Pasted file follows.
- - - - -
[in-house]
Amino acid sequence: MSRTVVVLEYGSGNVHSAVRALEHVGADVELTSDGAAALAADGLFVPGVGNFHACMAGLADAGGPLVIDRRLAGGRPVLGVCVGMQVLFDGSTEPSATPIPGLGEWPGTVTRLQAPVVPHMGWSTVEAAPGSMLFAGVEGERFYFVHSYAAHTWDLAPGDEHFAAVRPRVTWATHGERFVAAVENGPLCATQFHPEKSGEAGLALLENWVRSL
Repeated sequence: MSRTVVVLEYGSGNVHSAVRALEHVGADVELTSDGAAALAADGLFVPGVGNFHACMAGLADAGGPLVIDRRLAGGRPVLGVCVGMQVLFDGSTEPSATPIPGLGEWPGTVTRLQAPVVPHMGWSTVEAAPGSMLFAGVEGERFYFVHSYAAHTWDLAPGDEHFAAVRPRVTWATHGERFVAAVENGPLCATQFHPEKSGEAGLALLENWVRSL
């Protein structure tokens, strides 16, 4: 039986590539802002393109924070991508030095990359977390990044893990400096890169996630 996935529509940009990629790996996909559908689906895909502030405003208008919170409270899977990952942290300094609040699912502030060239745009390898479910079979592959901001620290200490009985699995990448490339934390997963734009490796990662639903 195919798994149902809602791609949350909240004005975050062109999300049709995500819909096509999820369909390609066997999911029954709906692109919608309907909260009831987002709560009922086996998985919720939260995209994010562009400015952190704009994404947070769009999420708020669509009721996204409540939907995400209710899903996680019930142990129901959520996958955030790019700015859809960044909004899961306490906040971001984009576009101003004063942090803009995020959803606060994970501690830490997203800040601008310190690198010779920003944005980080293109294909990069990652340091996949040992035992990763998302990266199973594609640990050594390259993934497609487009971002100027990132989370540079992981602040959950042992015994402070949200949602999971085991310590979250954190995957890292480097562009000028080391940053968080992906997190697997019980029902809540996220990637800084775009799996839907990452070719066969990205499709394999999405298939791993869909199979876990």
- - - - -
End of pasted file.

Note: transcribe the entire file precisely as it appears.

[in-house]
Amino acid sequence: MSRTVVVLEYGSGNVHSAVRALEHVGADVELTSDGAAALAADGLFVPGVGNFHACMAGLADAGGPLVIDRRLAGGRPVLGVCVGMQVLFDGSTEPSATPIPGLGEWPGTVTRLQAPVVPHMGWSTVEAAPGSMLFAGVEGERFYFVHSYAAHTWDLAPGDEHFAAVRPRVTWATHGERFVAAVENGPLCATQFHPEKSGEAGLALLENWVRSL
Repeated sequence: MSRTVVVLEYGSGNVHSAVRALEHVGADVELTSDGAAALAADGLFVPGVGNFHACMAGLADAGGPLVIDRRLAGGRPVLGVCVGMQVLFDGSTEPSATPIPGLGEWPGTVTRLQAPVVPHMGWSTVEAAPGSMLFAGVEGERFYFVHSYAAHTWDLAPGDEHFAAVRPRVTWATHGERFVAAVENGPLCATQFHPEKSGEAGLALLENWVRSL
């Protein structure tokens, strides 16, 4: 039986590539802002393109924070991508030095990359977390990044893990400096890169996630 996935529509940009990629790996996909559908689906895909502030405003208008919170409270899977990952942290300094609040699912502030060239745009390898479910079979592959901001620290200490009985699995990448490339934390997963734009490796990662639903 195919798994149902809602791609949350909240004005975050062109999300049709995500819909096509999820369909390609066997999911029954709906692109919608309907909260009831987002709560009922086996998985919720939260995209994010562009400015952190704009994404947070769009999420708020669509009721996204409540939907995400209710899903996680019930142990129901959520996958955030790019700015859809960044909004899961306490906040971001984009576009101003004063942090803009995020959803606060994970501690830490997203800040601008310190690198010779920003944005980080293109294909990069990652340091996949040992035992990763998302990266199973594609640990050594390259993934497609487009971002100027990132989370540079992981602040959950042992015994402070949200949602999971085991310590979250954190995957890292480097562009000028080391940053968080992906997190697997019980029902809540996220990637800084775009799996839907990452070719066969990205499709394999999405298939791993869909199979876990």